… of Christ, in whom are hid all the treasures of wisdom and knowledge.
Colossians 2:3

“God, you see, has changed the rules.
Now wisdom hides in us.
His Son proved far too liberal
When he made that awful fuss

By questioning authority
And going out to dinners
With thieves and whores and lunatics
And such assorted sinners.

No, we don’t do that sort of thing.
Authority we never doubt.
And those people Jesus ate with?
Well, we kick those types out.

So our good kids disdain the ‘bad’
And without much pomp or fuss
We’ll turn the ones we’ve picked as good
Into bigots just like us.

And it’s merit pay to those of you
Who by chance might scheme about
Some cause, not covered in these rules,
To kick some damn kid out.

If it has naught at all to do
With learning in any way
Or with common sense or logic,
The more the merit pay.

And merit pay to those who find
New ways and whys to whack ’em.
And those who don’t hit ten a day?
Why, Der Fuehrer here will sack ’em.”

Suddenly from the far, far right
They heard a piercing scream.
They saw a fellow sitting there
As pale as sour cream.

For in his mind, however small,
A new idea had grown
And since he’d never thought before
The headache made him moan.

For the thought that he had on his mind
Was an awful thought to him.
His color now turned putrid green
And what he saw turned dim.

He tried to speak.  He only groaned.
He turned from green to red.
He gasped, “But what if one should think?”
“What’s think?” the Fuehrer said.

That austere group then smirked as one.
(The pompous smirk they’d mastered.)
If one should think, they all agreed,
They’d kill the little bastard.

Now don’t visualize some mangled child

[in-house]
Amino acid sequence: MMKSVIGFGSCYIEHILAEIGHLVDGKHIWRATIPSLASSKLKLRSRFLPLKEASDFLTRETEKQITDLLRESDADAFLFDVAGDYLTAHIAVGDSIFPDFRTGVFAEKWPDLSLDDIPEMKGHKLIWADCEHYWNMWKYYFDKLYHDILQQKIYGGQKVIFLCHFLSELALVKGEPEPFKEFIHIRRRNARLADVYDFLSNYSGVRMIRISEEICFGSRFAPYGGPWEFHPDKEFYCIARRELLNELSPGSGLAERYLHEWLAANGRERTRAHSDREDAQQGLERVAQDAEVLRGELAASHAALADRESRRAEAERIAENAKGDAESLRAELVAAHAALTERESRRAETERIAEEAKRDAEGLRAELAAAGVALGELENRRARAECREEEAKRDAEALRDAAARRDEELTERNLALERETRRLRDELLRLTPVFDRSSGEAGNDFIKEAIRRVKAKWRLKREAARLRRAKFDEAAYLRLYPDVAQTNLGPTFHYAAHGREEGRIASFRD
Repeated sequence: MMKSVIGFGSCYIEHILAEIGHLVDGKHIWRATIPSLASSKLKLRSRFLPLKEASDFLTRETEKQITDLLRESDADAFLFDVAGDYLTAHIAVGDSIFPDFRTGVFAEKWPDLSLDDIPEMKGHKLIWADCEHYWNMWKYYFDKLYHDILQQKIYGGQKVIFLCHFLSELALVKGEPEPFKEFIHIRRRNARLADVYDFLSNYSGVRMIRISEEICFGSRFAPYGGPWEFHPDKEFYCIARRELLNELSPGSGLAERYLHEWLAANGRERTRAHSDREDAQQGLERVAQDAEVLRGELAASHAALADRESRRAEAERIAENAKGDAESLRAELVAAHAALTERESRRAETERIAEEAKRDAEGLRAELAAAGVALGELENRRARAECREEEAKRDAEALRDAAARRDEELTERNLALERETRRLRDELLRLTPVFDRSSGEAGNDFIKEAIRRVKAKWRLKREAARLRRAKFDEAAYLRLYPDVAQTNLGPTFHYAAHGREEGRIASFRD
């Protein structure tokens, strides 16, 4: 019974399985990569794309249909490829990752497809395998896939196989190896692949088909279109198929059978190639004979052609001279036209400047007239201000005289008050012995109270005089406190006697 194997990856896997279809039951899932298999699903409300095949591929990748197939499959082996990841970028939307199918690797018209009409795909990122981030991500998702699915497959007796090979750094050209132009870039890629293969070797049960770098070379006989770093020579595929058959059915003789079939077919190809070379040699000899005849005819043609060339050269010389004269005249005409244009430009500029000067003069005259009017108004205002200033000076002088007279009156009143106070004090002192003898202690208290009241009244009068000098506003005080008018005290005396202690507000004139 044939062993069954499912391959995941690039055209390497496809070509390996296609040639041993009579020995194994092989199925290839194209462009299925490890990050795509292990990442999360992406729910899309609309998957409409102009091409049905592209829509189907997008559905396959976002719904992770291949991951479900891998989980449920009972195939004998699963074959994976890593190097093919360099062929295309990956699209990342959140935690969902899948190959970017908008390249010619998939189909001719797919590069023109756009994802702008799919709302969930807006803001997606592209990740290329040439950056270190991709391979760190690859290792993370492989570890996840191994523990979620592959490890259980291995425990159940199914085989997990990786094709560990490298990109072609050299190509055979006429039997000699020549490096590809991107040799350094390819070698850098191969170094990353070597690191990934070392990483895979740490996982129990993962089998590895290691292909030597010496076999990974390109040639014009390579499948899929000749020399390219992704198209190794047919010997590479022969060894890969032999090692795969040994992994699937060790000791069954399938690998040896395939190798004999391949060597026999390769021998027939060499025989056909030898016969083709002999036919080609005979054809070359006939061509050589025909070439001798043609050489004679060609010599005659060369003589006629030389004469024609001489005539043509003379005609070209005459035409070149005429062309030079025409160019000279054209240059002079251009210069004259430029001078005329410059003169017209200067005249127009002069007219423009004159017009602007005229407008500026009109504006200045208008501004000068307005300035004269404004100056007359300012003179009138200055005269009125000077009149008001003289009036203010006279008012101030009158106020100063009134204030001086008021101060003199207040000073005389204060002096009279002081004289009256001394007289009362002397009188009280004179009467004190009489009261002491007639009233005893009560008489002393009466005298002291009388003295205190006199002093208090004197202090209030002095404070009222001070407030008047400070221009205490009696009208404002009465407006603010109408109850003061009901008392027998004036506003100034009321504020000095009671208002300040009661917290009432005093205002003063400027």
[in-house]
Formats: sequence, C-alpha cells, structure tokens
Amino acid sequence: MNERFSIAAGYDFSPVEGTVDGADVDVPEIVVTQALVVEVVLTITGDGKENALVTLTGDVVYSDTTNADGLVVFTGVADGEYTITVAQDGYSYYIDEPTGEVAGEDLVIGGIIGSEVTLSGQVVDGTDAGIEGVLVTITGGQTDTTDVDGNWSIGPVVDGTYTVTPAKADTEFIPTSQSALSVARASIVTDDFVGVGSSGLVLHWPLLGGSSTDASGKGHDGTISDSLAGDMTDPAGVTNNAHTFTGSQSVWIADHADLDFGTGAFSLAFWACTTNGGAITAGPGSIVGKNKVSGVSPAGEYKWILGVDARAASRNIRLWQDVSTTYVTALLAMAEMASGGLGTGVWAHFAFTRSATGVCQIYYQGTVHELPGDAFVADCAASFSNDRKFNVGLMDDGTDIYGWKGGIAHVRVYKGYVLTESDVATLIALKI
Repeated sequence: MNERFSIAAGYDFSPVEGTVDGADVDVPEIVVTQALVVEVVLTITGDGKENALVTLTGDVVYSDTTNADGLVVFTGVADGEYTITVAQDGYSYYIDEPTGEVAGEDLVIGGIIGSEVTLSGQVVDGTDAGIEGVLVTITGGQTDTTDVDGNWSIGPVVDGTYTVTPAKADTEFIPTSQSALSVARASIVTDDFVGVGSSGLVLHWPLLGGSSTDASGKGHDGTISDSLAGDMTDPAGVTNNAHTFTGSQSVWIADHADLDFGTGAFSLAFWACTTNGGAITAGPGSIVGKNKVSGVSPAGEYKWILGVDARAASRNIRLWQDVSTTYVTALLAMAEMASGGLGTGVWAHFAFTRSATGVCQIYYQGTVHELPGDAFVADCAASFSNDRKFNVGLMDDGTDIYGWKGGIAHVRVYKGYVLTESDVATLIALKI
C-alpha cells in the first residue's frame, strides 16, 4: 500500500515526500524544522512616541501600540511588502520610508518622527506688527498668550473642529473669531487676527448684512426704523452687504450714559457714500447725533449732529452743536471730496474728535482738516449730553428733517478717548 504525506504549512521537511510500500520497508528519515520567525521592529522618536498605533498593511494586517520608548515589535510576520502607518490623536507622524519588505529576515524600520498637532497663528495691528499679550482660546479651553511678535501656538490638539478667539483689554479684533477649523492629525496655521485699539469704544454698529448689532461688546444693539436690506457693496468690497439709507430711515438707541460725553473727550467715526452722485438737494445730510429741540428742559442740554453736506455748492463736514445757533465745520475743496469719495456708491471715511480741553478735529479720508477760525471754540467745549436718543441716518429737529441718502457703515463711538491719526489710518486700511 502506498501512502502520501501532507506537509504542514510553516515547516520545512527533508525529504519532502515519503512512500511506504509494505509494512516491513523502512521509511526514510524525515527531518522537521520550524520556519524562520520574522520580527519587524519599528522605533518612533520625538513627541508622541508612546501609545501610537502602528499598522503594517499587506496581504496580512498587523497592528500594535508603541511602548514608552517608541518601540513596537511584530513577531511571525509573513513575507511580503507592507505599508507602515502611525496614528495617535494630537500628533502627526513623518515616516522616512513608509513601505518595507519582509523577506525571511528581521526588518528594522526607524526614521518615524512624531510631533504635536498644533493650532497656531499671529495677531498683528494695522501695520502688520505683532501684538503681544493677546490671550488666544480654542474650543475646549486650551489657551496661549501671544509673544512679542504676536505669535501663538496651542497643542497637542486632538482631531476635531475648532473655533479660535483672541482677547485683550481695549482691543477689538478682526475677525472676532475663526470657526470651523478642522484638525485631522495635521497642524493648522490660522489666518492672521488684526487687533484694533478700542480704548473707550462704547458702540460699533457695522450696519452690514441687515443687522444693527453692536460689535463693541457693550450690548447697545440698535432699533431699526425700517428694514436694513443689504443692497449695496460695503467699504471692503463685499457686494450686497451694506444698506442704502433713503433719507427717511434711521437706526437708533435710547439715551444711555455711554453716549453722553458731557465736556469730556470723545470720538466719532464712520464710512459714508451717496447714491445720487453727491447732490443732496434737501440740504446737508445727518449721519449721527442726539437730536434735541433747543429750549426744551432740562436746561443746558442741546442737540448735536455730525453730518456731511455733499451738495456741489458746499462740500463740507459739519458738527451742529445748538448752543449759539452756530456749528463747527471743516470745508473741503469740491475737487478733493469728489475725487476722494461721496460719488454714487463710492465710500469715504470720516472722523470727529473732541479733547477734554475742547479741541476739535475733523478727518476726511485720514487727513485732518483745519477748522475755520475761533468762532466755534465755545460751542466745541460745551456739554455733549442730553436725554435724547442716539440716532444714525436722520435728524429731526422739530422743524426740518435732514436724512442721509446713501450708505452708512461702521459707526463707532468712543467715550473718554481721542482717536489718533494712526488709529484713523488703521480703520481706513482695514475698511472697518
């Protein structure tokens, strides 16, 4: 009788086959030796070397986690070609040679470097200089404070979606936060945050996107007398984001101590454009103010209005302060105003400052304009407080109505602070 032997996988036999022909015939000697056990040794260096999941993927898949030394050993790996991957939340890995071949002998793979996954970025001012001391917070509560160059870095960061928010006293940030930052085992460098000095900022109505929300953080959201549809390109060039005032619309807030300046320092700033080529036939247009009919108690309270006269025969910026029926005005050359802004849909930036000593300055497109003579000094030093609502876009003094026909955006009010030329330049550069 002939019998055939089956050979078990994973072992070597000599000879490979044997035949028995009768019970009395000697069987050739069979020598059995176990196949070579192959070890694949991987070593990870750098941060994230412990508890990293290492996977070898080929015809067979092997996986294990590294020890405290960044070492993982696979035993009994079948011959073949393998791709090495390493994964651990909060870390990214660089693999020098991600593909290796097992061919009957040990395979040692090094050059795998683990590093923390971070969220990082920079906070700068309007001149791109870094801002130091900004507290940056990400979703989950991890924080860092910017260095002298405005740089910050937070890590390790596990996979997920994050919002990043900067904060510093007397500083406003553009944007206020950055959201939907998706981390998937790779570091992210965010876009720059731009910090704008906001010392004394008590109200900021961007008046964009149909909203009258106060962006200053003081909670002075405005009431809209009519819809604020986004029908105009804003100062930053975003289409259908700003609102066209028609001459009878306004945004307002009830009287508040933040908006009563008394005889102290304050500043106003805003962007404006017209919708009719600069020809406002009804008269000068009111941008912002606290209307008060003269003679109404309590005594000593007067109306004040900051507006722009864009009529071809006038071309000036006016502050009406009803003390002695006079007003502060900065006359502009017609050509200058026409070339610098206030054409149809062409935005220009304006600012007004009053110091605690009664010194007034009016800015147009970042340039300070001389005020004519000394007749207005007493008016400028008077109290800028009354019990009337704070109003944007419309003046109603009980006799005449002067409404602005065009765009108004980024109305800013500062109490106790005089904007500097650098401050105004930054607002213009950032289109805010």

That looks like beast did claw it.
That feral bunch wouldn’t know
Thinking if they saw it.

And if by some outrageous chance
They’d catch some little duffer.
Don’t worry, they won’t kill the kid.
They’d rather make him suffer.

Der Fuehrer, severely shaken now,
Didn’t quite know what to do.
But he quickly gathered up his wits.
There were only one or two.

He continued then his little speech
With this challenge to them all.
“Merit pay to those who catch
One running in the hall.

And merit pay to those of you
Who homework give the most.
If they never have the time to play
You have a right to boast.

If the work assigned makes little sense
That’s even all the better.
Unless each day it weights a pound
You drop their grade a letter.

Never judge by what is learn.
Judge by the glow they’ve lost
And if they move like zombies
And how much their izods cost.

Act disgusted if they make mistakes.
Spank them if they wiggle
And recommend an EH[1] class
For all of those who giggle.

And if some kid just doesn’t learn
And can’t tell his from hers,
Make sure those in the teacher’s lounge
Know the problem isn’t yours.

Talk about his homelife
And all his nasty traits
So the one who gets him next year
Will know just how he rates.

Emphasize his every fault.
Tell all there is to tell.
When they know how bad he really is
They won’t expect him to do well.

For if he should happen to improve
And learn to read the book.
My god, just think how awful
That would make you look.

And if you should chance to get one
Of those kids you’ve heard about,
Expect him to be trouble
And that’s how he’ll turn out.

And never pay attention
To what any kid does right.
Find and fret about his faults
And so all will know your plight.

At every parent conference
His character assail
And expound upon his weaknesses
In very great detail.

And merit pay to those of you
Who find some way to fail ’em.
If you don’t perform this noble task
Someday someone will jail ’em.

Let them know there’s something wrong
With being just a kid.
And punish them severely
If they do the things you did.

We’ve got to make them just like us
And I command you to ignore
That they are only nine years old
And you are fifty four.

It’s to that end we all must work,
So I command you to beseech ’em
That we'll kick their glutei maximi
If they learn stuff we don’t teach ’em.”

[1] Emotionally Handicapped